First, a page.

Ambitious recycling targets will not be met unless there is a “radical step change” to UK infrastructure that will be able to handle all types of packaging waste, according to circular economy specialist Axion.
Axion is one of a growing number of industry voices warning that simply applying challenging recycling targets without doing anything to help achieve them will not create a plastics circular economy.
The company was responding to the Government’s consultation on consistency in household and business recycling collections in England.
WRAP’s Plastics Pact also sets a target so that, by 2025, 70% of plastic packaging will be recycled or composted and 30% on average will use recycled content.
Axion head of circular economy Richard McKinlay said: “While it is good to have ambitious targets, without a shift in focus and investment in infrastructure, these targets won’t be reached.
“The aim of recycling is changing from being a profitable business in its own right to tackling the growing volumes of waste and a desire to recycle. Through extended producer responsibility, the economic landscape will change and so must the infrastructure.”
McKinlay said a “full reform” of infrastructure was needed so that it can tackle all types of packaging waste, including pots, tubs and trays (PTT) as well as plastic film.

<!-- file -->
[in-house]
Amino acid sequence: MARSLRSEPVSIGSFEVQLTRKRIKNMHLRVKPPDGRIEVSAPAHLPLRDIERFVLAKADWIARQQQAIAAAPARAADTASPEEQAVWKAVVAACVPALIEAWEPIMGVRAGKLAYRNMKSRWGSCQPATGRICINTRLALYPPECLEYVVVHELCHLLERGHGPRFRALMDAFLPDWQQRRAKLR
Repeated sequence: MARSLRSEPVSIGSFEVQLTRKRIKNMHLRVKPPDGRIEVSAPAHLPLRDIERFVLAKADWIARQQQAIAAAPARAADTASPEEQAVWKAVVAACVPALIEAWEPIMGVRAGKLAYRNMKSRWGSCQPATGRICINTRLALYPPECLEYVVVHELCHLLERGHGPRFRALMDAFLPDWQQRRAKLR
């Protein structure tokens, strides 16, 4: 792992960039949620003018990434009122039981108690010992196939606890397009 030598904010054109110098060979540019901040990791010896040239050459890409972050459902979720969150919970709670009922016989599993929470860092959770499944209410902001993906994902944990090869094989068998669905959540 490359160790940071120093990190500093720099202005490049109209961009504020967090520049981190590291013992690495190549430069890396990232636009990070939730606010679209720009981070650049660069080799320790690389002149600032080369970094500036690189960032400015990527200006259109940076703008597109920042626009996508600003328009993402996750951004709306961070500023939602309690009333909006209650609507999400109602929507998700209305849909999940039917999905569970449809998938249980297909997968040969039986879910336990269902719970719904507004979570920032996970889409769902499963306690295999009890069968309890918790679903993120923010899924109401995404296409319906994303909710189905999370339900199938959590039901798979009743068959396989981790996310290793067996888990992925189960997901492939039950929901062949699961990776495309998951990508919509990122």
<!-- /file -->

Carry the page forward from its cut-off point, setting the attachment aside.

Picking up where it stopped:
He said: “In the UK, we are using the existing infrastructure which was designed around the economics of recycling. In Belgium, they have taken a decision that their existing facilities are no longer fit for purpose and have invested in multiple new plants to recycle plastic packaging.
”This radical step change is likely the only way to achieve our targets.”
He also argued that the focus should be on consistent collection of quality materials, particularly with Far East markets closing their doors to mixed plastic waste, and plants must be capable of sorting all packaging formats collected from kerbsides to achieve the volumes needed to justify the investment.
He added: “In addition to consistency in collections, a consistent process design for sorting plants should also be considered. This would entail all facilities being built to a basic, common specification and using certain processes to achieve a standard specification of output, or, preferably, better.”
He said that consumers were being “bombarded” with new bespoke collection scheme options, which may work well for businesses but were not always suitable for consumers, making them less likely to participate: “We need to recycle at the kerbside and keep it simple to avoid confusion.
“Consumers will become fatigued with the ever-growing list of bespoke collection schemes for niche products, which collect minimal tonnage in an inefficient manner. Instead the focus should be on enabling the collection of all packaging at the kerbside, ensuring as much as possible is designed for recycling, and sorting this into fractions which can be recycled.”
Rather than focusing on the different types of packaging, the message to consumers should be that packaging needs to be empty, not stacked, not contaminated and crushed, which would result in higher volumes of better quality material.
Last week, DS Smith warned that the UK was on target to miss recycling targets due to sky-rocketing packaging waste and chronic underinvestment in waste infrastructure.